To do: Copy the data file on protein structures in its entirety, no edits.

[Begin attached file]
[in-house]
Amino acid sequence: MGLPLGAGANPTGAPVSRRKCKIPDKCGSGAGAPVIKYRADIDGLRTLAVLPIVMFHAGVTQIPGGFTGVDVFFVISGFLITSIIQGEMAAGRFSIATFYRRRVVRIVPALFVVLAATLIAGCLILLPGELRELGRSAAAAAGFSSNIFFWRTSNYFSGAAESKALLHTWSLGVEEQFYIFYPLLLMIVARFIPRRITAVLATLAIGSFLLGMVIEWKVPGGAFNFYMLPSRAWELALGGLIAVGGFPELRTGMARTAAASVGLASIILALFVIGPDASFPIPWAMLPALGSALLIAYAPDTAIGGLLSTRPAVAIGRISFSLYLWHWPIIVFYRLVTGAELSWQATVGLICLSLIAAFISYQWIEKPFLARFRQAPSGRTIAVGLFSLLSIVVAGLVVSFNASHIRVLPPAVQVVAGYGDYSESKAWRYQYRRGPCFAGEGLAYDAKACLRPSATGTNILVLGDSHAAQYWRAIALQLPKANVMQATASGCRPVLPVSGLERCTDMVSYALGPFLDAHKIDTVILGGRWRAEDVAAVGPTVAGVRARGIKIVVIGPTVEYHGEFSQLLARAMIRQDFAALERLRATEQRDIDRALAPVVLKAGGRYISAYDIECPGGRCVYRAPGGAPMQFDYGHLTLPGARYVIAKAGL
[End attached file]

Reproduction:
[in-house]
Amino acid sequence: MGLPLGAGANPTGAPVSRRKCKIPDKCGSGAGAPVIKYRADIDGLRTLAVLPIVMFHAGVTQIPGGFTGVDVFFVISGFLITSIIQGEMAAGRFSIATFYRRRVVRIVPALFVVLAATLIAGCLILLPGELRELGRSAAAAAGFSSNIFFWRTSNYFSGAAESKALLHTWSLGVEEQFYIFYPLLLMIVARFIPRRITAVLATLAIGSFLLGMVIEWKVPGGAFNFYMLPSRAWELALGGLIAVGGFPELRTGMARTAAASVGLASIILALFVIGPDASFPIPWAMLPALGSALLIAYAPDTAIGGLLSTRPAVAIGRISFSLYLWHWPIIVFYRLVTGAELSWQATVGLICLSLIAAFISYQWIEKPFLARFRQAPSGRTIAVGLFSLLSIVVAGLVVSFNASHIRVLPPAVQVVAGYGDYSESKAWRYQYRRGPCFAGEGLAYDAKACLRPSATGTNILVLGDSHAAQYWRAIALQLPKANVMQATASGCRPVLPVSGLERCTDMVSYALGPFLDAHKIDTVILGGRWRAEDVAAVGPTVAGVRARGIKIVVIGPTVEYHGEFSQLLARAMIRQDFAALERLRATEQRDIDRALAPVVLKAGGRYISAYDIECPGGRCVYRAPGGAPMQFDYGHLTLPGARYVIAKAGL